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Brighton Festival: Laurie Anderson - Slideshow, Brighton Dome | reviews, news & interviews

Brighton Festival: Laurie Anderson - Slideshow, Brighton Dome

Brighton Festival: Laurie Anderson - Slideshow, Brighton Dome

The great performance-artist riffs superbly on stories, space and home

A light in the darkness: Laurie Anderson

Brighton Festival’s guest director speaks in a sort of rapid-fire drawl, ideal for her debut as a stand-up comic, which she claims was tonight’s Plan A. This half-century veteran of performance art is more slippery than that, proffering a discursive, unreliable, funny and profound master-class in shaggy-dog philosophy, with the festival’s theme of home at its arguable core.

The hit single “O Superman” was Laurie Anderson’s vital calling-card to pop culture, her marriage to Lou Reed a brief downtown New York art nirvana, addressed elsewhere in the festival. But the life she zigzags through tonight is one of gratefully seized opportunities and extraordinary adventures, undertaken by a brilliant nebbish. This charmingly self-deprecating character puts the phone down on NASA when they ask her to be their artist-in-residence. Once she’s believed her luck, she finds herself in the control room as contact is made with Mars probes, and observes scientists imagine “giant art projects” she envies, and con the public with beautifully coloured, painterly photos from colourless outer space, because “we thought people would like it”. In a digital version of the old-fashioned show-and-tell of tonight’s Slideshow title, pictures and film mirror and counterpoint her finely modulated yarns.

There are two jokes, one excellent, told with Woody Allen timing. And there are fascinating digressions, from a summary of Aristophanes’ The Birds to the life of Leo Marks, of the bookselling family immortalised in 84 Charing Cross Road, as a World War Two poet-cryptographer. Anderson’s own attempted solitude in a hellish Amish kitchen, and on a river with a garrulous incest survivor group (“Martyrs and control freaks and sad people and...losers” too close to herself), are tales so tall they’re surely, with however much gonzo garnish, true.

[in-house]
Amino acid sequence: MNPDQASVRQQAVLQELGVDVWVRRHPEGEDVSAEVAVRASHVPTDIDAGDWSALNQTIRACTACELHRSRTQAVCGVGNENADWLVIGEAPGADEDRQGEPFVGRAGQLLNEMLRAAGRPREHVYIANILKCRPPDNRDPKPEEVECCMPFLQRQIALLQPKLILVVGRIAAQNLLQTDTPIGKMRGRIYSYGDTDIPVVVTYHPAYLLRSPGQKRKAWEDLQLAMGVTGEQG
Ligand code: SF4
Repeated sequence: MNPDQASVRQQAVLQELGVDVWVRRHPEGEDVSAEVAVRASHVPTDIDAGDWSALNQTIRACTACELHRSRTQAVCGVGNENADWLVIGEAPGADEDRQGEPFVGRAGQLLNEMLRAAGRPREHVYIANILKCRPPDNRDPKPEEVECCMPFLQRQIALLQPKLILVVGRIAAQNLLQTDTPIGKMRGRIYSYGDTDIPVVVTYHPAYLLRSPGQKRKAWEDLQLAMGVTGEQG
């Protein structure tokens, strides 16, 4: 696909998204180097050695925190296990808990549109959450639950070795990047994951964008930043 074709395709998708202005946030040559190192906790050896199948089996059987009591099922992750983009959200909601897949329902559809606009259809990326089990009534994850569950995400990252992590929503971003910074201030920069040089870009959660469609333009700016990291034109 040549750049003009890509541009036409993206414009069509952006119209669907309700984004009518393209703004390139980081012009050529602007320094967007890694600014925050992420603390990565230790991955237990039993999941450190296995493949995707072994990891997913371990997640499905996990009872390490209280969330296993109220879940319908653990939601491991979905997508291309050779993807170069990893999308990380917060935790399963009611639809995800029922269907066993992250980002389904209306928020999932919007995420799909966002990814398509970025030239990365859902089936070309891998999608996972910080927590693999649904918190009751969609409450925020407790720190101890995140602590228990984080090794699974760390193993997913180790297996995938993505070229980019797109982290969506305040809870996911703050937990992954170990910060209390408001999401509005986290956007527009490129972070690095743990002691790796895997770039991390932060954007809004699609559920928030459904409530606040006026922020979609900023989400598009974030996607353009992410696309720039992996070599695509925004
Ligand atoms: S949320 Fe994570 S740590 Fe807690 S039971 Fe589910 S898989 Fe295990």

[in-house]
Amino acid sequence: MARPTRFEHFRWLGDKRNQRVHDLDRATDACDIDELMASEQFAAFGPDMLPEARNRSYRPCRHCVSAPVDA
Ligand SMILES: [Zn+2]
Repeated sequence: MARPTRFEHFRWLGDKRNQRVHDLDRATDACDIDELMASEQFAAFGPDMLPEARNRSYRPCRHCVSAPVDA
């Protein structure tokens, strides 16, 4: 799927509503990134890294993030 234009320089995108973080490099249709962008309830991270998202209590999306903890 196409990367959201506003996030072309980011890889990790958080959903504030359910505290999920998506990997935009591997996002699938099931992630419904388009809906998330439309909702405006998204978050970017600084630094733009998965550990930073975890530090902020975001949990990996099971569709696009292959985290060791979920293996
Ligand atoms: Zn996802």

Truth, home and memory are investigated as Anderson ranges through a Midwest childhood which seems a greater clue to her character than the decades in New York. One of eight siblings left to their own devices (she and a sister make their own sandwiches, leave then return to marvel at their mum’s thoughtfulness), she almost drowns her twin brothers when their pram sinks under a lake’s cracked ice, but dives down to save them. Headstrong, fearless and attention-seeking, a back-flip from a diving-board aged 12 hits concrete, not water, and a doctor tells her she’ll never walk again. This teaches her to disbelieve authority. But as she sinks into her personal mythology’s painful reality, she disbelieves it too. “Your story – you hold onto it,” she says. “And every time you tell it, you forget it, more.” Back turned, she plays her treated violin, and snow falls on a melancholy, wooded scene.

The closing passage of a near-two-hour show which gets half-way through her intended subjects homes in on the word “home”, co-opted by the Department of Homeland Security. The tone darkens greatly as she explains Habeas Corpus, an artwork made in collaboration with Mohammed al Gharani, pictured above with Anderson, a Saudi computer student held and tortured among Guantanamo’s innocent and suicides for seven years. The jet-black, grubby evil of the way her nation operates, even as it produces shining lights like Laurie Anderson, is her final thought on home.

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